1.3.4 The certificate referred to in this regulation shall be issued either by the Administration or by any person or organization recognized by it in accordance with SOLAS regulation XI-I/1. In every case, that Administration assumes full responsibility for the certificate.
1.3.5 The Polar Ship Certificate shall be drawn up in the form corresponding to the model given in appendix 1 to this Code. If the language used is neither English, nor French nor Spanish, the text shall include a translation into one of these languages.
1.3.6 Polar Ship Certificate validity, survey dates and endorsements shall be harmonized with the relevant SOLAS certificates in accordance with the provisions of regulation I/14 of the SOLAS Convention. The certificate shall include a supplement recording equipment required by the Code.
1.3.7 Where applicable, the certificate shall reference a methodology to assess operational capabilities and limitations in ice to the satisfaction of the Administration, taking into account the guidelines developed by the Organization.
1.4 Performance standards
1.4.1 Unless expressly provided otherwise, ship systems and equipment addressed in this Code shall satisfy at least the same performance standards referred to in SOLAS.
1.4.2 For ships operating in low air temperature, a polar service temperature (PST) shall be specified and shall be at least 10 oC below the lowest MDLT for the intended area and season of operation in polar waters. Systems and equipment required by this Code shall be fully functional at the polar service temperature.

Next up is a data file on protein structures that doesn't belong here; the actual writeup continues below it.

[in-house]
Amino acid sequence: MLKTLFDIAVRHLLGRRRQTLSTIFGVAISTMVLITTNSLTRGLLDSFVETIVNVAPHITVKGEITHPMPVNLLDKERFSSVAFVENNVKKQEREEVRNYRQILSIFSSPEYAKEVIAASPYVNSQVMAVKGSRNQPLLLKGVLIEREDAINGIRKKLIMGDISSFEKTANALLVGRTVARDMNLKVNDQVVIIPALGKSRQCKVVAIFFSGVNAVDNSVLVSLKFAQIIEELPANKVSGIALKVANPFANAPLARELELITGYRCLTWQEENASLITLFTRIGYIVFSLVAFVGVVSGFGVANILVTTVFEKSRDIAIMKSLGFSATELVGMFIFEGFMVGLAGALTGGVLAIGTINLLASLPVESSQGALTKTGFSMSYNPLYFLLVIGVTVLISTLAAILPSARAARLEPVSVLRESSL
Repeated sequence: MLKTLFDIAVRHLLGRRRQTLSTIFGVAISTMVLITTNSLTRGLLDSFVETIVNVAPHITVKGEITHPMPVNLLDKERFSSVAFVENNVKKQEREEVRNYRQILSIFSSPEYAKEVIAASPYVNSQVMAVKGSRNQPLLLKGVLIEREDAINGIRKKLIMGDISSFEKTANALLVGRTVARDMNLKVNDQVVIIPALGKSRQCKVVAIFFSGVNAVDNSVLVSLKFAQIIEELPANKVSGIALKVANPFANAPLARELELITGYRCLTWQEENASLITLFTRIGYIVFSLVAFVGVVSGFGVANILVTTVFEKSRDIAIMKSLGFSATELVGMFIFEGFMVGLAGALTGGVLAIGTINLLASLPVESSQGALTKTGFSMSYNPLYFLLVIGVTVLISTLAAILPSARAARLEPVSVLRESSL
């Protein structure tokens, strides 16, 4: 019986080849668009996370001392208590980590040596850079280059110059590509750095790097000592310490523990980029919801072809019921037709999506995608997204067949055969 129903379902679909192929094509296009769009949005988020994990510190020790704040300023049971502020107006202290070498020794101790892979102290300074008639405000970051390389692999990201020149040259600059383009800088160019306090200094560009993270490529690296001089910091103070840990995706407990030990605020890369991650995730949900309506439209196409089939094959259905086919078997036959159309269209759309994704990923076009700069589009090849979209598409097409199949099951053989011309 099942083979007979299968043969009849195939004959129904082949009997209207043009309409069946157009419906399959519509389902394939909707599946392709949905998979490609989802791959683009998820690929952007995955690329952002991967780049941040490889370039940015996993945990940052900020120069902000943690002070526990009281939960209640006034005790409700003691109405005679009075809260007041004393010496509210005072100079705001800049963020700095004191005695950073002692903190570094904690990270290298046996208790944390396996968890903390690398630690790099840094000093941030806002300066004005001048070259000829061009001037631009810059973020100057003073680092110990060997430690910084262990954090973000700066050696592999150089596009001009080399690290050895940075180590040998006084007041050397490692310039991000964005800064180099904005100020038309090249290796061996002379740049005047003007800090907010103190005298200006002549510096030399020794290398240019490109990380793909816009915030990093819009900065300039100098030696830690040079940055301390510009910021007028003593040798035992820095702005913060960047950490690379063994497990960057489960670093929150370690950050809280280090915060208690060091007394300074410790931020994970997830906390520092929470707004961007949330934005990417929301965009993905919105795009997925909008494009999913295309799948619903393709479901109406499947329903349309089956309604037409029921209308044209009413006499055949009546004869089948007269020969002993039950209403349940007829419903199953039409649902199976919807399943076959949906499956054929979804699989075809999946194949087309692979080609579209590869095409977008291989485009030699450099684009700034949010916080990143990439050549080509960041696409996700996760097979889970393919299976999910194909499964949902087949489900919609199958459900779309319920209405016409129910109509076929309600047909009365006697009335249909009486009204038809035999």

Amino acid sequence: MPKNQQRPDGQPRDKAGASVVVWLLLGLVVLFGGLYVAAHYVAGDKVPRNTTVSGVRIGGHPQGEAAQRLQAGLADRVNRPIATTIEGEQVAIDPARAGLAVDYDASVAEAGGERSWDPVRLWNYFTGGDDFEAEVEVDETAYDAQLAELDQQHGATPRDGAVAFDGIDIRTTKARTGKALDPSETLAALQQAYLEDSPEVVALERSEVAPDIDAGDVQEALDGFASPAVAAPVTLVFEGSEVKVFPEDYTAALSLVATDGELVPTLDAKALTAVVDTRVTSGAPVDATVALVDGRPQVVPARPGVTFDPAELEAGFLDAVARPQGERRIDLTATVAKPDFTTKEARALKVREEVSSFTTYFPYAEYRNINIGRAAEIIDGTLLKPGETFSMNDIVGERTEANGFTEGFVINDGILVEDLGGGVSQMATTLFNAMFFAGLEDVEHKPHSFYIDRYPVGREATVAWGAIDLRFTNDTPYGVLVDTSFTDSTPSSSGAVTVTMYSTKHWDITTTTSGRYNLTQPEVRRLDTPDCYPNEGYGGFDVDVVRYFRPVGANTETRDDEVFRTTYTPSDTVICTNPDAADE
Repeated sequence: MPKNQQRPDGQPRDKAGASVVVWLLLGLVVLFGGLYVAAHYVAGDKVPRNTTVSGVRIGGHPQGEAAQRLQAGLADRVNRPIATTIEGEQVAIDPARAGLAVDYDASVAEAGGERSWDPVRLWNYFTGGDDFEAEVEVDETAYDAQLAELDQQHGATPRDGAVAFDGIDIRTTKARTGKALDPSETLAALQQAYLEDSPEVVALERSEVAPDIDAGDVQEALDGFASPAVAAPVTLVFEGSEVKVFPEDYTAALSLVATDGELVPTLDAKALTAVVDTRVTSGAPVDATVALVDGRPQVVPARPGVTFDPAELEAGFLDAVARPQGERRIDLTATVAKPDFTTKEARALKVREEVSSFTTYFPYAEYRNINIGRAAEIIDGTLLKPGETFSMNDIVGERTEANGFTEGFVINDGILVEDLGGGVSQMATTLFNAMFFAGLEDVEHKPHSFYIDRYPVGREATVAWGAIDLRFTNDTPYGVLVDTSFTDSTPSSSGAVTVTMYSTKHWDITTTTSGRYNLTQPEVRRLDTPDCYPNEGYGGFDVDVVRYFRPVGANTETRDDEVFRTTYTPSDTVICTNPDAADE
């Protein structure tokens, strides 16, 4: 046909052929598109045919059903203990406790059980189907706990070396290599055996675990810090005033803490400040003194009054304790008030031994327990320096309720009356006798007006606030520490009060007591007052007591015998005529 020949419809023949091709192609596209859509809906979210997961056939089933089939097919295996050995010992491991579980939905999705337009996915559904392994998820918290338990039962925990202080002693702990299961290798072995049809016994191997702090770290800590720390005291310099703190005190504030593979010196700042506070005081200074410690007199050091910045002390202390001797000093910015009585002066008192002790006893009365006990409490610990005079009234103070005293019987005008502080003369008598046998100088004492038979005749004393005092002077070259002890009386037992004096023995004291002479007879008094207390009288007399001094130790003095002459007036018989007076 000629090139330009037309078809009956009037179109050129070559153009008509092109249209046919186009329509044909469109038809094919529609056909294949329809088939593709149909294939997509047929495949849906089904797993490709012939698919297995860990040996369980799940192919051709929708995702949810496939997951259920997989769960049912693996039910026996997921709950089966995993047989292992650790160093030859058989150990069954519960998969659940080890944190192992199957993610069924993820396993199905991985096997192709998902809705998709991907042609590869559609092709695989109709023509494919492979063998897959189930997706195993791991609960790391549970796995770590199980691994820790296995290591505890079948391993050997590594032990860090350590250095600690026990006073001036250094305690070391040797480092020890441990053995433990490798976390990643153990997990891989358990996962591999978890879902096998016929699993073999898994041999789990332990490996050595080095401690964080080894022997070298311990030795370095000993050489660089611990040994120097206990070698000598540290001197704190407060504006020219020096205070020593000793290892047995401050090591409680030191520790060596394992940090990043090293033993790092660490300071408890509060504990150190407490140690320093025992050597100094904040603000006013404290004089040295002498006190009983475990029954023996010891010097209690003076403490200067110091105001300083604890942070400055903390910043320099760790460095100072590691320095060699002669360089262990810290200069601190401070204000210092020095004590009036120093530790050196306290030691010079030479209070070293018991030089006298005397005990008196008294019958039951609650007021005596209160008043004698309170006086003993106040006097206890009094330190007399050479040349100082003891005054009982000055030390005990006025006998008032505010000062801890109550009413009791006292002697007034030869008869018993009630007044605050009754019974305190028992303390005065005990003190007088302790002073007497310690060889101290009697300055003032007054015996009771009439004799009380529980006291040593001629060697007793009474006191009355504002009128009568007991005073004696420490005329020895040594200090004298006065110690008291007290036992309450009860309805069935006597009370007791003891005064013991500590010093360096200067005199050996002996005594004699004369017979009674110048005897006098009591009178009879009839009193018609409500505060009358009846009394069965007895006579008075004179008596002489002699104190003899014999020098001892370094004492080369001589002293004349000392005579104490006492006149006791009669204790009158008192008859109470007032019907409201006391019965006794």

1.4.3 For ships operating in low air temperature, survival systems and equipment shall be fully operational at the polar service temperature during the maximum expected rescue time.
1.5 Operational assessment
In order to establish procedures or operational limitations, an assessment of the ship and its equipment shall be carried out, taking into consideration the following:
1 the anticipated range of operating and environmental conditions, such as:
1 operation in low air temperature;
2 operation in ice;
3 operation in high latitude; and
4 potential for abandonment onto ice or land;